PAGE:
Opinion: Responsible contracting is commonsense good governance

On Tuesday, May 23, the Centre County Commissioners voted 2-1 to advertise a responsible contracting ordinance, with a final vote scheduled for late June.

Responsible contracting ordinances are commonplace, good governance measures found across the country. They exist across Pennsylvania, ranging from Dauphin to Bucks County, the city of Pittsburgh to Upper Darby Township, and everywhere in between. Typically, they apply to projects costing over a certain threshold — in Centre County’s proposed ordinance, $250,000, applicable only to projects put out for bid by the county.

Responsible contracting places common sense guidelines on what constitutes the lowest “responsible” bid: ensuring that contractors have trained workforces qualified to complete the job, that workers are trained on workplace safety, and crucially, that contractors follow state and federal labor laws. This ensures that bidders are competing by the same rules on a level playing field, instead of a small number of big contractors with questionable business practices routinely squeezing responsible firms out of the market.

The policies are proven to work. A study completed in 2020 by the Illinois Economic Policy Institute found that responsible contracting policies increase the number of bids on projects and promote better competition, without increased costs. It makes sense that when there’s fair competition and guardrails to ensure that public dollars can be spent wisely on the lowest responsible bidder, outcomes are better. Preparing a bid costs significant time and money, and responsible contractors choose to bid elsewhere when they know they’ll be outmuscled by less scrupulous outfits.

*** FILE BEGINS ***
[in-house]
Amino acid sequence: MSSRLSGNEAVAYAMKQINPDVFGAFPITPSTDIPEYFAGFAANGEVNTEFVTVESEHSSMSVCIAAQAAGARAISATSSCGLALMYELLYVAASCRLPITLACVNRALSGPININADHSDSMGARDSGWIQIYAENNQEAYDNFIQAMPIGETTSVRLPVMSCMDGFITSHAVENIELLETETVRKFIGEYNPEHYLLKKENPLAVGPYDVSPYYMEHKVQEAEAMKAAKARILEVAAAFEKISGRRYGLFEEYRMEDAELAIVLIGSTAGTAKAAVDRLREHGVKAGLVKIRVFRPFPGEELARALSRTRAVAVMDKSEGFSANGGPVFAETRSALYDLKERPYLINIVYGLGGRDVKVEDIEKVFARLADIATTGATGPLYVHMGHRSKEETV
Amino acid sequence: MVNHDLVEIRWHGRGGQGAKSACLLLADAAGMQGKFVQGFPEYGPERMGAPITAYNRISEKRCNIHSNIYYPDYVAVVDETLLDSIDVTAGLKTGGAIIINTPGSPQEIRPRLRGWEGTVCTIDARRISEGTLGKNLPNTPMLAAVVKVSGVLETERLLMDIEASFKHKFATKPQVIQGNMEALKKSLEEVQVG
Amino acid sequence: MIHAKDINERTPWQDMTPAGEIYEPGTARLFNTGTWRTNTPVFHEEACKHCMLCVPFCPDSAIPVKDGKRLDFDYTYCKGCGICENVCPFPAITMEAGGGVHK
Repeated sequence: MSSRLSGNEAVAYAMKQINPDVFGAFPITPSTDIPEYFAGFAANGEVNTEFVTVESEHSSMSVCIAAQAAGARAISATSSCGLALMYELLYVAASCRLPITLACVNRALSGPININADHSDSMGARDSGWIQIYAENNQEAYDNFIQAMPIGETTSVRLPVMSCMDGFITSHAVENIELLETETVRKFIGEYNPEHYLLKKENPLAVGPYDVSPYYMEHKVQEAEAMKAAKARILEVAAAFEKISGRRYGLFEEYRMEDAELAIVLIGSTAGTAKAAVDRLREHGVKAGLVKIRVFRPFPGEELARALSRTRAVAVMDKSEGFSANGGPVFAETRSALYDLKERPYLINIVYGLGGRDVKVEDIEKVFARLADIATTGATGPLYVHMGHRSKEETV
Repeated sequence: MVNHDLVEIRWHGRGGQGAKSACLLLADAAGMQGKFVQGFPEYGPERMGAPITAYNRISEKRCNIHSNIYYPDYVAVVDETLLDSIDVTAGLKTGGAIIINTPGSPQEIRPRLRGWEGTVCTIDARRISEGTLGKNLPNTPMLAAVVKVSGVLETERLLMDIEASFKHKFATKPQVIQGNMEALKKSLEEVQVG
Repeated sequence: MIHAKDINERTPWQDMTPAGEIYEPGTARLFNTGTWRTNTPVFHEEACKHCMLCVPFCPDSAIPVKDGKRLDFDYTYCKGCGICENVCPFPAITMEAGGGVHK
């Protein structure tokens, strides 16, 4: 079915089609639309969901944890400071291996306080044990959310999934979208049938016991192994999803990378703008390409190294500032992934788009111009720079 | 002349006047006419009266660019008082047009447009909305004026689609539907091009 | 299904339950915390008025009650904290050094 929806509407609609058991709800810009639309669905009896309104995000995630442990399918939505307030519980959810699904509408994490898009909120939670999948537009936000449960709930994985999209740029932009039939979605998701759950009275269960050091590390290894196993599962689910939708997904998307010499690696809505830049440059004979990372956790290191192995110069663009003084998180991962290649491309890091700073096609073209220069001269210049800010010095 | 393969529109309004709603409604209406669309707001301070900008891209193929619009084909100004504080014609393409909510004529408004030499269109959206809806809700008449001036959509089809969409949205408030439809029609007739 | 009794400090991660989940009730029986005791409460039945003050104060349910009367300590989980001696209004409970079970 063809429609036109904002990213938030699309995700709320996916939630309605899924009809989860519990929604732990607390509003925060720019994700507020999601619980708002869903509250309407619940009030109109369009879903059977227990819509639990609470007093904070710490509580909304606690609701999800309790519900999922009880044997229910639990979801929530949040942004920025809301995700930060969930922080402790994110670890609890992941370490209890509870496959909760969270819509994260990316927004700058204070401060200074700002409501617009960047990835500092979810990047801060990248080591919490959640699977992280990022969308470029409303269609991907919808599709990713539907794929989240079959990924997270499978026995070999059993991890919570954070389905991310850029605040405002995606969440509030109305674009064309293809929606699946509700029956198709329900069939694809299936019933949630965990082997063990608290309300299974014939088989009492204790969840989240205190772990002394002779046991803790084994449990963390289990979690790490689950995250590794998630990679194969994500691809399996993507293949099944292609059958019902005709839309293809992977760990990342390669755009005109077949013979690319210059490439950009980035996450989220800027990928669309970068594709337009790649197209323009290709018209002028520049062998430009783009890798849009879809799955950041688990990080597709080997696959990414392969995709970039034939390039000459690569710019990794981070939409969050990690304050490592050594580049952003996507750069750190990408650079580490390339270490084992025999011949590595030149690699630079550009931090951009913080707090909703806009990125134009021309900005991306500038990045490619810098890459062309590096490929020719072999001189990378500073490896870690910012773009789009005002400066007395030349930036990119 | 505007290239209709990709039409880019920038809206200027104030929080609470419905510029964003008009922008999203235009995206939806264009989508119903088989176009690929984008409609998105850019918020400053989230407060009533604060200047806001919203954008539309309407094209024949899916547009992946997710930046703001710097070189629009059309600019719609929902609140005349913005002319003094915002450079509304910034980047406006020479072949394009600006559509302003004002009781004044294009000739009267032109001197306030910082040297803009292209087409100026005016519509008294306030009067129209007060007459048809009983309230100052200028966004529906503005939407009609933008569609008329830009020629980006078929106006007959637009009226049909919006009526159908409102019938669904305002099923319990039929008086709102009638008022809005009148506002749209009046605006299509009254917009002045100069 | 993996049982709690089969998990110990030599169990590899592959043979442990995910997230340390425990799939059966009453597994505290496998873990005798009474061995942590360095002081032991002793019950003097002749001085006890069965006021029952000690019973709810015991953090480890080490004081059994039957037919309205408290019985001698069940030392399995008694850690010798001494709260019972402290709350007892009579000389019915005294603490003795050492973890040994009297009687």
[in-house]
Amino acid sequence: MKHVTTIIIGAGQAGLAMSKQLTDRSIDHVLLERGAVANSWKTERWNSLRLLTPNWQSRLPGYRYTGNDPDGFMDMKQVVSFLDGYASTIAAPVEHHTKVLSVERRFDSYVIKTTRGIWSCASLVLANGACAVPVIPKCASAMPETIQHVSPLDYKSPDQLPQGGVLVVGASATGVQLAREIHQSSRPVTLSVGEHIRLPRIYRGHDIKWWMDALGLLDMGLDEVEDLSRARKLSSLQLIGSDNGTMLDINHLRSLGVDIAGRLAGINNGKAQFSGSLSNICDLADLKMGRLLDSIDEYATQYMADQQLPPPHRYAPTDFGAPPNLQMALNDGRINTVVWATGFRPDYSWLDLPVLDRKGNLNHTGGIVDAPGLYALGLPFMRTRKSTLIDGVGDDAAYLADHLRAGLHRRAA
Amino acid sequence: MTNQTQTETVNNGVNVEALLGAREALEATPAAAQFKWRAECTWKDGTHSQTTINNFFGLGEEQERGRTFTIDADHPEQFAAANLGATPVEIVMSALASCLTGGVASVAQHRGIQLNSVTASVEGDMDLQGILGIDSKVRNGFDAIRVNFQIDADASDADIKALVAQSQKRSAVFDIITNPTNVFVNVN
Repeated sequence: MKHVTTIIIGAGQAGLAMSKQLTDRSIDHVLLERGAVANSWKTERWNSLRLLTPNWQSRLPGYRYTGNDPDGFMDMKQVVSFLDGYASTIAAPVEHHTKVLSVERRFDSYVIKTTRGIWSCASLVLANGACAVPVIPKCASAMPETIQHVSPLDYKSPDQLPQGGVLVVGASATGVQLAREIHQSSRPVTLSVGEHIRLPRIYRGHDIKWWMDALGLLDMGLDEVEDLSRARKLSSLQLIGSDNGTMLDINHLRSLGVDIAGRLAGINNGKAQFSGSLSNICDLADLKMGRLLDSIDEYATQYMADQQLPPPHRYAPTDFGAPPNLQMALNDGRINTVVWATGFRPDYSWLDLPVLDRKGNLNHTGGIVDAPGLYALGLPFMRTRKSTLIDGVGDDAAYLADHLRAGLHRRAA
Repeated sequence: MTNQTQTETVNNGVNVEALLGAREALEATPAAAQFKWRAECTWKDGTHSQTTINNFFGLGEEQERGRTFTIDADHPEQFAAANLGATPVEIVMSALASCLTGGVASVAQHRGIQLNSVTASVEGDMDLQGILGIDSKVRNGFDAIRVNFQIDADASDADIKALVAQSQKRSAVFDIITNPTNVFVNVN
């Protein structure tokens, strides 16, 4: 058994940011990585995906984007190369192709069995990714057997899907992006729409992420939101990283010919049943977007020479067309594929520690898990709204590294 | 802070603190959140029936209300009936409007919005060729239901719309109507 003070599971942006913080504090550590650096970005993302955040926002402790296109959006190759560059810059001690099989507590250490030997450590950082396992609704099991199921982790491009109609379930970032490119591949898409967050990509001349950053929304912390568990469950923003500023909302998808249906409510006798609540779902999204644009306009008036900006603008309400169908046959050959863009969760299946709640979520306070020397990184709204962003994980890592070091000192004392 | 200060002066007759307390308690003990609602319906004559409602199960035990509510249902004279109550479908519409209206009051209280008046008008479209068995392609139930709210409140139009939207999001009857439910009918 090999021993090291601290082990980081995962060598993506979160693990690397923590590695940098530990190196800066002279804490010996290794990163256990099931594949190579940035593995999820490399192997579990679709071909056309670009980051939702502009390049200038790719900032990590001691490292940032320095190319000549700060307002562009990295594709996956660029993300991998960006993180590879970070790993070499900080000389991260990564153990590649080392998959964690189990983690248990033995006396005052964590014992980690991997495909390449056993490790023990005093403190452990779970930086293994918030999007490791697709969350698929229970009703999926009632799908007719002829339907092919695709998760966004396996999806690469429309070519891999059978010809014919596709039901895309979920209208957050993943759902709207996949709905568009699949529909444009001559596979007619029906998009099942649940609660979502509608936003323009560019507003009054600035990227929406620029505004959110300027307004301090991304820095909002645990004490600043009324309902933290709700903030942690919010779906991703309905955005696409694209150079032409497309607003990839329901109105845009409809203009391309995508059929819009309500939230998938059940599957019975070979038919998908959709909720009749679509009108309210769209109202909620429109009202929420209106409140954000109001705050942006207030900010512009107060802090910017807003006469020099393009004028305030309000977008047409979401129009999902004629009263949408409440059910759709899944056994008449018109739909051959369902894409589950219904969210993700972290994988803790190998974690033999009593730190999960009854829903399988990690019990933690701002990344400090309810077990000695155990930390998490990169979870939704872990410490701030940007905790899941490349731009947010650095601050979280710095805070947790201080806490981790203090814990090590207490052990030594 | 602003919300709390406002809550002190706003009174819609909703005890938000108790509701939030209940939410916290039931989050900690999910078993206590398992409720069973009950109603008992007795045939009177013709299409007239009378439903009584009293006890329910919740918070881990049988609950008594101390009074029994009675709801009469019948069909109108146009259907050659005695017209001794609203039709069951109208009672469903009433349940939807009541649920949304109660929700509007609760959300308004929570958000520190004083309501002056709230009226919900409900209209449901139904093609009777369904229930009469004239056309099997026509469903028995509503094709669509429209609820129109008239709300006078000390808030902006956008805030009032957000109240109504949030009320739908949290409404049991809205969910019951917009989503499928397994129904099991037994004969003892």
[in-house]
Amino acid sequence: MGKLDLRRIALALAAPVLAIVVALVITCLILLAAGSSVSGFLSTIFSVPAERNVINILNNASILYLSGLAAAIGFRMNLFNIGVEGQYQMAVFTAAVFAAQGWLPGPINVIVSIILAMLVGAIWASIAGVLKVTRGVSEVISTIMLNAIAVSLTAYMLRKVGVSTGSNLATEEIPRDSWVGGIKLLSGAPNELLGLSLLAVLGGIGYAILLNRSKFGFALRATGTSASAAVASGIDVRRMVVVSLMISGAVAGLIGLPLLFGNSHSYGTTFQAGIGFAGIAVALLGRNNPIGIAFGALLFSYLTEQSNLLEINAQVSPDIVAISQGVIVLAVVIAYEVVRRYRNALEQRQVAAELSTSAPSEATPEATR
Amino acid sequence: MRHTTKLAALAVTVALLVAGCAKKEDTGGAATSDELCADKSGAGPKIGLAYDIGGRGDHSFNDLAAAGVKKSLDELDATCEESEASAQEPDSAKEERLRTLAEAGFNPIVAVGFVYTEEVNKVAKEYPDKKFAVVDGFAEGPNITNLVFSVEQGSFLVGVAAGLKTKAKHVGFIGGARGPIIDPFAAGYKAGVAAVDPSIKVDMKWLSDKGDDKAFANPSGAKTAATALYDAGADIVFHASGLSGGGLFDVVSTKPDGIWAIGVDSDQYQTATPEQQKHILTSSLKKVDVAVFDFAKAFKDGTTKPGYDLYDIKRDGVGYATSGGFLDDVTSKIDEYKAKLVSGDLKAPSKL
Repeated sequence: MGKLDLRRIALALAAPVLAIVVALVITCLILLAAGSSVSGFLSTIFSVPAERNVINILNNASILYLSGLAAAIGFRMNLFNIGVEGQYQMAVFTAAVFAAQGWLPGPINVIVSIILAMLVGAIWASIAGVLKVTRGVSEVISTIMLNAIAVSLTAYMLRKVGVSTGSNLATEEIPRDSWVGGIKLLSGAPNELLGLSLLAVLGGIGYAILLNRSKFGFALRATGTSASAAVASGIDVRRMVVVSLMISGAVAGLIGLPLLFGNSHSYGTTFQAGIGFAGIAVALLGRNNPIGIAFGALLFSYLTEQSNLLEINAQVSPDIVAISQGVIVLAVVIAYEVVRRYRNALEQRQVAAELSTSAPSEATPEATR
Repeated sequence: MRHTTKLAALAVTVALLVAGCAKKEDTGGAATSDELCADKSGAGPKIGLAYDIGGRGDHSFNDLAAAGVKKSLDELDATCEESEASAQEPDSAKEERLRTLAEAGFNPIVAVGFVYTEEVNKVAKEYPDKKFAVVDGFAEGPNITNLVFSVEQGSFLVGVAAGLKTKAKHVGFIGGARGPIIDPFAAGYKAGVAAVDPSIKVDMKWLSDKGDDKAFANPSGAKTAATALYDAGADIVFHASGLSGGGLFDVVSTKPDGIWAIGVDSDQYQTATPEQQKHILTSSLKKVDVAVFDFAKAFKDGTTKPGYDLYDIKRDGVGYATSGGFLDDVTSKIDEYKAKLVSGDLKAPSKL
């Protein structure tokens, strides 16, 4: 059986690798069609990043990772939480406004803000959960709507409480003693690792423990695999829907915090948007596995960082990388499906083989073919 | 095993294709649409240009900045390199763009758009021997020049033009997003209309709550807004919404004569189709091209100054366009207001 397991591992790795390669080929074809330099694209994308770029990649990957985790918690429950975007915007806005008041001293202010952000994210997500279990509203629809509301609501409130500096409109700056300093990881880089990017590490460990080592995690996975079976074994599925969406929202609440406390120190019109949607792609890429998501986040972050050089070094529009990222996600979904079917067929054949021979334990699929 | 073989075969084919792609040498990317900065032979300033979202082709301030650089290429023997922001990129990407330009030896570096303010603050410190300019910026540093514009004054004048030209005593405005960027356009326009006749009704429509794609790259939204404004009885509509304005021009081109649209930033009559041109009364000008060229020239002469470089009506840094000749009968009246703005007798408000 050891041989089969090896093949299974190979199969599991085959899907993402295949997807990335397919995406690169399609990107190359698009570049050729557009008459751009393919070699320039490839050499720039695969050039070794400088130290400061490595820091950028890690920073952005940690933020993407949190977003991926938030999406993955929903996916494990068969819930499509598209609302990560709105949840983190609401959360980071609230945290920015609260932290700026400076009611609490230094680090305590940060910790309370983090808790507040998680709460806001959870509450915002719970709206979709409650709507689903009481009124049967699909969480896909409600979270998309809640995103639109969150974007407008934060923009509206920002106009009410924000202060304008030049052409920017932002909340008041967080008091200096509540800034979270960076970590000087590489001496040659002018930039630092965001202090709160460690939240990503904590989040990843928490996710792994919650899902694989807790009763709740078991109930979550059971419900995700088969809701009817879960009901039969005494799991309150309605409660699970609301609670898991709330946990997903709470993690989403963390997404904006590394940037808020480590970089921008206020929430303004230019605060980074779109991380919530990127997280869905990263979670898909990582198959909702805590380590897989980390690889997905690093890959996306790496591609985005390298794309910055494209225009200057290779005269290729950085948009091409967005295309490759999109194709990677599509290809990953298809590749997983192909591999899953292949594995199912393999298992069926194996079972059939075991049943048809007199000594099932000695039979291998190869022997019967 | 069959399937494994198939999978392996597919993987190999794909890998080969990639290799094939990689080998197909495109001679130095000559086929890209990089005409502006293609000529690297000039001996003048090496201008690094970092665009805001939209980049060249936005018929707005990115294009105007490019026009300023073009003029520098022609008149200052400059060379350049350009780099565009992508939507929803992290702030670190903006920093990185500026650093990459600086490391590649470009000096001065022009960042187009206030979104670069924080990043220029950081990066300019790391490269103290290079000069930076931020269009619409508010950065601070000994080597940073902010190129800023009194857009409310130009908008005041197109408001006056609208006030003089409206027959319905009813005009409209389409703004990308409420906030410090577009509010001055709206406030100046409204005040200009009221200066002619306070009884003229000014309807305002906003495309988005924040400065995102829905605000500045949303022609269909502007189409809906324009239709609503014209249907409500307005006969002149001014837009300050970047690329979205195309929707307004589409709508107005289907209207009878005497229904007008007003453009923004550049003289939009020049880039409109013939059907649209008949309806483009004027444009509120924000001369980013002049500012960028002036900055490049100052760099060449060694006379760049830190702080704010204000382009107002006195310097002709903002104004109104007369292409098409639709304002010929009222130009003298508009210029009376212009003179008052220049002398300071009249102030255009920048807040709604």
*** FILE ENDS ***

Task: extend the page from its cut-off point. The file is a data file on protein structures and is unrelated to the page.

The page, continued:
So why has the ordinance generated so much controversy?

In reality, it hasn’t. The “controversy” has been manufactured by a small group of contractors and their political allies relying on misdirection and the occasional falsehood to make their case. To hear them tell the story, a person would think that responsible contracting policies are an exotic idea, instead of ones found across the commonwealth and the country.

Although they’ve claimed that they can’t meet requirements for trained workforces, that’s not true: They simply don’t want to invest in it. Registered apprenticeships — state-regulated, high quality workforce training programs — are commonplace, and the Association of Builders and Contractors even runs their own. Responsible contractors participate in registered apprenticeship programs because they know that high quality workforces produce high quality work, and that workforce development is an investment in good jobs. Projects completed by well-trained workers incur less back-end maintenance and rebuilding costs, too.

So why the misdirection? Because for a long time, a small minority of unscrupulous contractors have been able to rig the game to their advantage, funneling our tax dollars into their pockets while squeezing out their competition. Accountability for their business practices has been all too rare, though some of them have recently received jail time or paid multimillion dollar wage theft settlements. Unfortunately, they want to protect what they view as their entitlement to our tax dollars, secured by skirting the laws everyone else follows.

Responsible contracting would help fix that. It would ensure that contractors have to do honest business to receive our tax dollars: something they receive in trust, in exchange for high quality work. Those that fall short of that simple standard will have the opportunity to correct the problems, and to compete for projects in the future. Meanwhile, there will be a level playing field for true competition, not the monopoly of the few firms that can undercut the rest.

Centre County is right to move forward with the ordinance. It’s basic, commonsense good governance with clear benefits for workers and for taxpayers. And with such potential to empower county government and ensure responsible stewardship of our tax dollars, we should ask hard questions about the motivations and goals of those that mislead and misdirect in order to oppose it.

Connor Lewis is a resident of State College Borough and president of Seven Mountains Central Labor Council, AFL-CIO.